I have read that brussels sprouts are one of those vegetables that not only survive the cold weather, but the flavor of brussels sprouts will improve with a light frost. Brussels sprouts are definitely a vegetable that gives cooler weather gardeners a boost for their gardening buck so to speak.
Brussels sprouts seeds are fairly small so make sure you plant them no
deeper than a quarter of an inch. While brussels sprouts may do well in
the cold, brussels sprouts seeds will need it to be a little warmer in
order to germinate. You can start brussels sprouts seeds indoors before
your last frost, but unless you have an extremely short growing season,
there really is no need since brussels sprouts will still grow in the
A slightly acidic soil (6.0 to 6.8 pH) works best for brussels sprouts.
First take a pH reading of your soil. It may be fine as is. If you
find that your soil is too alkaline (above 7.0), check out the article How to Lower Soil pH. In there you will find some excellent tips to adjust accordingly.
If you need to raise your soil’s level because it is too acidic, the
rule of thumb is to add lime or bone meal. For more information on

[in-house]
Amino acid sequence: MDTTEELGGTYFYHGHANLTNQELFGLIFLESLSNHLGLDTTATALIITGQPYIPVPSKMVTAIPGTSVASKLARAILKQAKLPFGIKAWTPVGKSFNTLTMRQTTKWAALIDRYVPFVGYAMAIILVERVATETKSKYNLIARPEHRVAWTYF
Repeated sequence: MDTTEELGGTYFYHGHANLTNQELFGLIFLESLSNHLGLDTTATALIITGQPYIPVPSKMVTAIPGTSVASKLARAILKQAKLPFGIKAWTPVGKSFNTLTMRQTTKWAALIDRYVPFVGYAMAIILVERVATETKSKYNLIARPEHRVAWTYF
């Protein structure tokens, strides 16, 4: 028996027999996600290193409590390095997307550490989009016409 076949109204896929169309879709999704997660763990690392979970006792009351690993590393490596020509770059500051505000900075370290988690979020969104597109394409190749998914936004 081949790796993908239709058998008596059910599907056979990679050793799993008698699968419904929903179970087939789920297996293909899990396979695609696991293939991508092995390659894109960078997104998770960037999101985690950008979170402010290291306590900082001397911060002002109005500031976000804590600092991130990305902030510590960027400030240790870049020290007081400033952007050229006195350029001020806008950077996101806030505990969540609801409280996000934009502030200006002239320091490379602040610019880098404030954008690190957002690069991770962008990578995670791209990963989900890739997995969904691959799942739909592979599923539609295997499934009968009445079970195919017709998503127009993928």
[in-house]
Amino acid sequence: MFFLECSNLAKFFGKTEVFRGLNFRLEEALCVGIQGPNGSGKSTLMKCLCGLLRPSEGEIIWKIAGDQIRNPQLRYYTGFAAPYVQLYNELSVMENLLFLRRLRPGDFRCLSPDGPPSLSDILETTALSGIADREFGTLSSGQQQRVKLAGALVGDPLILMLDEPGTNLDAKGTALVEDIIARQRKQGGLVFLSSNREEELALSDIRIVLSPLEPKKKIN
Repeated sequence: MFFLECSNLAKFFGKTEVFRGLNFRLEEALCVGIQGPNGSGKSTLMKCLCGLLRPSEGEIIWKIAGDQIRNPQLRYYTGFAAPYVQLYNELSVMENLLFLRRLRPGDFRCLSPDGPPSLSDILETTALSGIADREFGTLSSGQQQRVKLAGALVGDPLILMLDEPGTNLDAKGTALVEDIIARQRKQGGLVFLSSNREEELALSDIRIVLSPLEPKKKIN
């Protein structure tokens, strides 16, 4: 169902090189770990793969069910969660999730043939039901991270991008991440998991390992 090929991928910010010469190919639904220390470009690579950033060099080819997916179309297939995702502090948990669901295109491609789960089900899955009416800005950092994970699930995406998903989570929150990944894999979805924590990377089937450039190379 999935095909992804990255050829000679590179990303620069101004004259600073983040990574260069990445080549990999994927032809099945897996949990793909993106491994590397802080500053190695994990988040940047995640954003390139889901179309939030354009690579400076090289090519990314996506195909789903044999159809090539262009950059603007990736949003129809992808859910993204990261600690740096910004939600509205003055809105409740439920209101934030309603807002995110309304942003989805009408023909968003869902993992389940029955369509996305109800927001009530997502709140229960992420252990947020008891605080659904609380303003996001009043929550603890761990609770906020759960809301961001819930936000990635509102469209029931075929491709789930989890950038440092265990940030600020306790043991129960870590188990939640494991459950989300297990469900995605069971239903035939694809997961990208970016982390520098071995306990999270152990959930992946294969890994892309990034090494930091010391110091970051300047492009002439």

raising your soil’s pH level, check out How to Iprove Acidic Soil in Your Garden. There you will find more tips on your soil’s pH level.
Now that you have the sunny location in your garden picked for your
brussels sprouts, you need to know how to plant them. Brussels sprouts
are very large plants. Many varieties can grow up to three feet tall
with a wide, but shallow, root base. I have read a few spacing options
for brussels sprouts. One technique suggests you space out your
brussels sprouts every eighteen inches leaving three feet between rows.
That is a lot of space especially if your space is limited.
In my experience growing brussels sprouts myself, and watching some
friends grow them, planting just a few brussels sprouts plants eighteen
inches apart in a square pattern will suffice. Think square foot
gardening when picturing what it looks like.
As a side note, just because you live in a warmer climate (Florida, the
gulf coast, etc.) does not mean you can not grow these tasty treats.
Direct sow brussels sprouts seeds into your garden from mid-October
Fertilize every few weeks with fish emulsion or compost tea to keep
feeding your brussels sprouts. Brussels sprouts are ready to be
harvested when the buds are firm. They will usually be the size of
large marbles (one inch).
A good companion plant for celery, cucumber and lettuce, one cup of
brussels sprouts contains 124% of the daily recommended amount for